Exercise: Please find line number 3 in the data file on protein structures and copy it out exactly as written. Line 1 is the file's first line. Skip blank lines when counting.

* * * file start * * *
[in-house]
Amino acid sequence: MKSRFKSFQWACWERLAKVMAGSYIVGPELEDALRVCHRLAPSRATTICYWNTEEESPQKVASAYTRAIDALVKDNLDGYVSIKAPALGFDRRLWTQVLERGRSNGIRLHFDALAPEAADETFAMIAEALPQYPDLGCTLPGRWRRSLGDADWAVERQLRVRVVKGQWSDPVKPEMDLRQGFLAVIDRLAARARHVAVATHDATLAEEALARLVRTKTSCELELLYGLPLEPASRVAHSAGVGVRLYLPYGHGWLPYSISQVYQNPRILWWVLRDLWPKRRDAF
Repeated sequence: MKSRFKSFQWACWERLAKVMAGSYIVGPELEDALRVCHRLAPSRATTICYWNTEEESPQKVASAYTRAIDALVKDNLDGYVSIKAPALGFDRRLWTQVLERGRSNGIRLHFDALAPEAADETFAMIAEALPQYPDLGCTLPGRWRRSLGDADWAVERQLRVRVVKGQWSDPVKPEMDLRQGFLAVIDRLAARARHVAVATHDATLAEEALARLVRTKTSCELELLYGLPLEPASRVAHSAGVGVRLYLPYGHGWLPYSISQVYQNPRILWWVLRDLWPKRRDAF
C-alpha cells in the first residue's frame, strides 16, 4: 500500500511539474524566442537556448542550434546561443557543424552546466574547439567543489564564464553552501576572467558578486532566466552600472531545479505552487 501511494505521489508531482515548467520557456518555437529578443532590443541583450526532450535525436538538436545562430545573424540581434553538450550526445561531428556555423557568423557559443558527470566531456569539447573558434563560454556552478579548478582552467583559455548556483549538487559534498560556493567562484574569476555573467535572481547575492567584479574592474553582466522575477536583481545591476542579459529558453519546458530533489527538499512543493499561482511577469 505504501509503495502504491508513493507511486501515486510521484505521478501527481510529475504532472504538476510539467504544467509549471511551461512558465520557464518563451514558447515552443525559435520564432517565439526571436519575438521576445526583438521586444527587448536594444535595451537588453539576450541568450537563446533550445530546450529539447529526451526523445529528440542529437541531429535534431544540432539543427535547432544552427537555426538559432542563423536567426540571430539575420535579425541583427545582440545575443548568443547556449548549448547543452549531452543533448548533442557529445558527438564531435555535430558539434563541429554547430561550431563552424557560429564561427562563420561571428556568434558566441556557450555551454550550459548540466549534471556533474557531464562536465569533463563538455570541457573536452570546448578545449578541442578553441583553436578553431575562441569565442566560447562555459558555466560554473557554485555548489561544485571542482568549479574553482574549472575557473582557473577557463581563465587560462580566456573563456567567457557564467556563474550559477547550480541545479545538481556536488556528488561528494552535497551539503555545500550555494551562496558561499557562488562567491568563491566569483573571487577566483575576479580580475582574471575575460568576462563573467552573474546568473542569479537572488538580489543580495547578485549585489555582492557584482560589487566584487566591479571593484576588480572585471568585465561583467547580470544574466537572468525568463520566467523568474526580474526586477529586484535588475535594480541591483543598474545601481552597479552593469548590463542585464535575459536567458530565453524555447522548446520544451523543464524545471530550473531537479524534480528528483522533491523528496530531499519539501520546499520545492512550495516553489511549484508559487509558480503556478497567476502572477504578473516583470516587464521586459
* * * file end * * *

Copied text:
Repeated sequence: MKSRFKSFQWACWERLAKVMAGSYIVGPELEDALRVCHRLAPSRATTICYWNTEEESPQKVASAYTRAIDALVKDNLDGYVSIKAPALGFDRRLWTQVLERGRSNGIRLHFDALAPEAADETFAMIAEALPQYPDLGCTLPGRWRRSLGDADWAVERQLRVRVVKGQWSDPVKPEMDLRQGFLAVIDRLAARARHVAVATHDATLAEEALARLVRTKTSCELELLYGLPLEPASRVAHSAGVGVRLYLPYGHGWLPYSISQVYQNPRILWWVLRDLWPKRRDAF